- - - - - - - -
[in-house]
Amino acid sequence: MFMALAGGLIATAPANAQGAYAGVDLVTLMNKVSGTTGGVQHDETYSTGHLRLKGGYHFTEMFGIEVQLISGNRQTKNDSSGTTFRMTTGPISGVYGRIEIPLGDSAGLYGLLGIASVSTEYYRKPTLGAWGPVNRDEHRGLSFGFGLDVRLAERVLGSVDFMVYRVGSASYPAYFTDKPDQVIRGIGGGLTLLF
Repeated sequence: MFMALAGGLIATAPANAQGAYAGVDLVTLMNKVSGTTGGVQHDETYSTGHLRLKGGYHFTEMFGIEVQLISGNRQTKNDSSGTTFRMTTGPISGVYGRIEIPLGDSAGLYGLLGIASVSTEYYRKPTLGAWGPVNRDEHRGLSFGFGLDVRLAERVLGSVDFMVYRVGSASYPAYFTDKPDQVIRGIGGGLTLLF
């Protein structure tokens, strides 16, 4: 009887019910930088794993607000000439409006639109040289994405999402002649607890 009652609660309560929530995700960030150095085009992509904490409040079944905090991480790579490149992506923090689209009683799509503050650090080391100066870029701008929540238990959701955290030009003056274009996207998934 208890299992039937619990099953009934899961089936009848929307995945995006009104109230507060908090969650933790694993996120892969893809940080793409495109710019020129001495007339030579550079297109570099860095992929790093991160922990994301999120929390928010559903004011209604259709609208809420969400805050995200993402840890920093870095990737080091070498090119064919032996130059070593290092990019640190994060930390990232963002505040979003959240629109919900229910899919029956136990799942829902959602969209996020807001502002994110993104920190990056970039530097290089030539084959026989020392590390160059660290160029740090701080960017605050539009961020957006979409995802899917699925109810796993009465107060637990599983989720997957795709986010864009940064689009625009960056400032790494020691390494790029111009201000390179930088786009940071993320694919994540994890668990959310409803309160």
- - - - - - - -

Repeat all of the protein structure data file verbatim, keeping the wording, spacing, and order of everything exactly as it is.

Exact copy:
[in-house]
Amino acid sequence: MFMALAGGLIATAPANAQGAYAGVDLVTLMNKVSGTTGGVQHDETYSTGHLRLKGGYHFTEMFGIEVQLISGNRQTKNDSSGTTFRMTTGPISGVYGRIEIPLGDSAGLYGLLGIASVSTEYYRKPTLGAWGPVNRDEHRGLSFGFGLDVRLAERVLGSVDFMVYRVGSASYPAYFTDKPDQVIRGIGGGLTLLF
Repeated sequence: MFMALAGGLIATAPANAQGAYAGVDLVTLMNKVSGTTGGVQHDETYSTGHLRLKGGYHFTEMFGIEVQLISGNRQTKNDSSGTTFRMTTGPISGVYGRIEIPLGDSAGLYGLLGIASVSTEYYRKPTLGAWGPVNRDEHRGLSFGFGLDVRLAERVLGSVDFMVYRVGSASYPAYFTDKPDQVIRGIGGGLTLLF
């Protein structure tokens, strides 16, 4: 009887019910930088794993607000000439409006639109040289994405999402002649607890 009652609660309560929530995700960030150095085009992509904490409040079944905090991480790579490149992506923090689209009683799509503050650090080391100066870029701008929540238990959701955290030009003056274009996207998934 208890299992039937619990099953009934899961089936009848929307995945995006009104109230507060908090969650933790694993996120892969893809940080793409495109710019020129001495007339030579550079297109570099860095992929790093991160922990994301999120929390928010559903004011209604259709609208809420969400805050995200993402840890920093870095990737080091070498090119064919032996130059070593290092990019640190994060930390990232963002505040979003959240629109919900229910899919029956136990799942829902959602969209996020807001502002994110993104920190990056970039530097290089030539084959026989020392590390160059660290160029740090701080960017605050539009961020957006979409995802899917699925109810796993009465107060637990599983989720997957795709986010864009940064689009625009960056400032790494020691390494790029111009201000390179930088786009940071993320694919994540994890668990959310409803309160």